We climbed out of the sampan on the opposite riverbank and continued cycling through a small village. Lee pointed out a few people to us, including one army veteran, still dressed in his green uniform. He had lost his paperwork after the war, Lee told us, and so could not claim the usual benefits of a land package and monthly pension awarded to veterans by the government.

The house belonging to Mr Toan and his wife is instantly recognisable by the squeals of the couple’s grandchildren playing in the front yard. We had a quick tour of the property and marvelled at Mr Toan’s ‘cow fishing lines’ – bamboo poles rigged together with cord. When affixed around a cow’s neck, the cord leash keeps them from straying too far afield.

Two elderly people stand outside their house in Phong Nha, Vietnam.
Mr Thiet and his wife welcome us into their home. Their front gate opens right onto the Ho Chi Minh Trail.

The Village Chairman and his wife

As we left the village’s concrete laneways and continued along the dirt Trail, the mud got thicker and the pools of rainwater deeper. This part of the ride was very hard going. I lost count of how many times I fell off my bike. Eventually I had to put my camera away for fear of taking it down with me into the knee-deep mud.

I can only imagine how treacherous it would have been driving a truck along the Trail at night with no headlights.

I was relieved when Lee finally stopped at the front gate of Mr Thiet’s house. Now in his late 80s, Mr Thiet is the former chairman of his village and played an important role in protecting the community during the war.

The home he shares with his wife is dimly lit. A pot of tepid green tea and four upturned glasses sit on a big wooden table in anticipation of guests. A few framed pictures hang in the living room, and behind the curtain that marks off the house’s sleeping quarters, I spotted a black and white portrait of a beautiful young woman dressed in soldier’s garb.

As we sat drinking tea, Lee interpreted Mr Thiet’s war stories. He seemed pensive but eager to talk to us. He told us how it was his duty as Village Chairman to fire a warning shot if there was an incoming airstrike.

During the war years, everyone in the community pitched in to work together, making conical hats and other provisions for the Viet Cong. Even children had their part to play – three children were equivalent to one adult worker. Mr Thiet’s village had a workforce of more than 200 able bodies.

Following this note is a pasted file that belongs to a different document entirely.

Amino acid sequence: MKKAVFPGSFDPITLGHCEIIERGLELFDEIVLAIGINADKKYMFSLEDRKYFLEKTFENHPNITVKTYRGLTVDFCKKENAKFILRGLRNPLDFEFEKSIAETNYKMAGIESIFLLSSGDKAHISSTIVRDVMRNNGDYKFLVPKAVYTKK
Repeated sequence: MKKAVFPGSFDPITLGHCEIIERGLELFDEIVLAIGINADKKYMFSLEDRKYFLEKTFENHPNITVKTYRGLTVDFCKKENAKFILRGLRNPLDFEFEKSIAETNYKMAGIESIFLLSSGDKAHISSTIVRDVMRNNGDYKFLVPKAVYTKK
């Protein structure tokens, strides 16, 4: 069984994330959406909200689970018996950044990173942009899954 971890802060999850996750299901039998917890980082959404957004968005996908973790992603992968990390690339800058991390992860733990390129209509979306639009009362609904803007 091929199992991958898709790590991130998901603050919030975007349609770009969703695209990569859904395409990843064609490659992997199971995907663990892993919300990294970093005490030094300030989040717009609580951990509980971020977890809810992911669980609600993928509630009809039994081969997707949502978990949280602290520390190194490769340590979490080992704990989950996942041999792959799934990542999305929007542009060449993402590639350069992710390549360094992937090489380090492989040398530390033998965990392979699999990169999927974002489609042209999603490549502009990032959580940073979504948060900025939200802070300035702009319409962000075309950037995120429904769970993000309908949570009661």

Mr Thiet has a sharp mind and is a creative problem solver, so I’m told. Outside the house, he and his wife graciously posed for a photo, standing next to a bamboo contraption he made to collect rain water, for making tea. It was a humbling experience to be able to sit down with Mr Thiet and hear his stories.

A boardwalk leads through a cave in Phong Nha, Vietnam.
Phong Nha is best known for its cave system.
Inside a cave in Phong Nha, Vietnam.
Stalactites and stalagmites inside nearby Paradise Cave, one of the most impressive caves in Phong Nha.

Dark Cave

We left Mr Thiet and cycled on. Eventually the jungle opened up, and we found ourselves cycling through corn and peanut fields – barren and muddy at this time of year. Lee told us that most farmland is privately owned, but that neighbours usually pitch in to help each other with planting and harvesting.

There was no one working the fields today – no one to see us slip and dive into the muddy earth as we moved cautiously along the narrow dykes.

A plate of Vietnamese food in Phong Nha, Vietnam.
Pork belly served with colourful sticky rice. A Phong Nha specialty.

The path led us back onto the highway, and we finally put the Ho Chi Minh Trail and the worst of the mud behind us. We were treated to an amazing spread of sticky rice, pork, ribs and chicken for lunch at the restaurant that adjoins the entrance to Dark Cave.

We had actually eaten the same meal on the previous day as part of our cave tour, but the food tasted better the second time around because we had worked for it.

Jungle and mountains in Phong Nha, Vietnam.
A leafy passageway leads deeper into Phong Nha National Park.

Mooc Spring

After lunch, we pushed on and cycled up to the edge of the ‘core zone’, the more heavily protected centre of the National Park. Mooc Spring (‘rising’ or ‘powerful’ spring) gets its name because of the force with which the water rises to the surface. We paid the small entry fee and walked along the boardwalks.

Muoc Spring in Phong Nha, Vietnam.
The boardwalk at Mooc Spring.

The crystal clear waters were just what our mud-caked shoes needed. Unfortunately, the water level was too high for swimming on the day we visited and part of the boardwalk was closed off. We were still able to dip our feet in.

Cycling on a highway in Phong Nha, Vietnam.
Cycling back down the highway from Mooc Spring towards Phong Nha town.

Riding back down the highway towards Phong Nha town was the easiest and most pleasurable part of the ride. We had the road to ourselves. Coasting along with thick forest on either side of the road was so peaceful.

A man cycles over a suspension bridge on the Ho Chi Minh Trail in Phong Nha, Vietnam.
Cycling over the new suspension bridge.